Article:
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Date: 04-12-2019

Case Style:


Case Number: 28914

Judge: Thomas A. Teodosio


Plaintiff's Attorney: SHERRI BEVAN WALSH, Prosecuting Attorney, and HEAVEN DIMARTINO, Assistant Prosecuting Attorney

Defendant's Attorney: ALAN M. MEDVICK


In January of 2017, Mr. Moore was driving his girlfriend’s vehicle when he sped
through a stop sign and crashed into another vehicle, driven by the 72-year-old victim. The
impact caused the victim’s car to spin around and collide with a nearby telephone pole. Mr.
Moore crawled out of his vehicle and fled from the scene. He initially convinced his girlfriend to
report her vehicle as stolen, but later obtained counsel and eventually turned himself into police.
{¶3} Among her numerous injuries suffered in the accident, the victim’s spine was
severed, and first responders needed the “jaws of life” to remove her from her vehicle. Due to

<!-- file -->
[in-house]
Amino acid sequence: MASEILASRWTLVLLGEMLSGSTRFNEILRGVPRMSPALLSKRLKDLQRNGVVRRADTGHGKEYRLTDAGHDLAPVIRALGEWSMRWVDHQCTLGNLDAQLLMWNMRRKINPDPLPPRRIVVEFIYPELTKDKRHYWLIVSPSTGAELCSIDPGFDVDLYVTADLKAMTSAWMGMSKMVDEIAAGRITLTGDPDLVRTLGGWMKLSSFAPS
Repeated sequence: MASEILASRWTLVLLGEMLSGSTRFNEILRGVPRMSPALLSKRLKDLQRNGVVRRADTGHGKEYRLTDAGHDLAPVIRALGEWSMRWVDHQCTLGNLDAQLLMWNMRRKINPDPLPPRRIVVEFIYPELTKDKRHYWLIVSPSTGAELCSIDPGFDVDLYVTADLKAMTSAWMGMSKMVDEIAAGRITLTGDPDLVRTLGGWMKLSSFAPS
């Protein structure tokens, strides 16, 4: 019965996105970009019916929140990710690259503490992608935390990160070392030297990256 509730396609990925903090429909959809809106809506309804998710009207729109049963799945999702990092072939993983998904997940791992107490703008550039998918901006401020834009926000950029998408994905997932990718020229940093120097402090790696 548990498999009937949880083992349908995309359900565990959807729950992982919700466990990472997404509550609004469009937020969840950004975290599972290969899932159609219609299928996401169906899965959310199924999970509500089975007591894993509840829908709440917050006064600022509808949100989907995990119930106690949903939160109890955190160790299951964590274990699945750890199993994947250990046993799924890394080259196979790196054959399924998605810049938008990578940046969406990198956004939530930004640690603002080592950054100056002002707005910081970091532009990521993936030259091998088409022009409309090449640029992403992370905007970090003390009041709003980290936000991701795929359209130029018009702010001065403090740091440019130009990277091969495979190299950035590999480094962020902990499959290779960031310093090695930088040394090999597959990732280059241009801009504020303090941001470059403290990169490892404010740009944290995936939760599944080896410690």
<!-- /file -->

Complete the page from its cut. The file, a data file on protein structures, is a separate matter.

the severity of her injuries, she was unable to attend her daughter’s funeral one month later. She

is now paralyzed from the waist down and will be confined to a wheelchair for the remainder of
her life.
{¶4} Mr. Moore was charged with, and pled guilty to, one count of vehicular assault, a
felony of the third degree, one count of stopping after accident/hit skip, a felony of the fifth
degree, and one count of driving under suspension, a misdemeanor of the first degree. The trial
court found him guilty and ordered a presentence investigation report (“PSI”) to be completed.
The court ultimately sentenced him to a mandatory five years in prison for vehicular assault and
six months in prison for stopping after accident/hit skip, to be served consecutively with each
other. The court also sentenced him to 180 days in jail for driving under suspension, to be served
{¶5} Mr. Moore now appeals from his convictions and raises one assignment of error
for this Court’s review.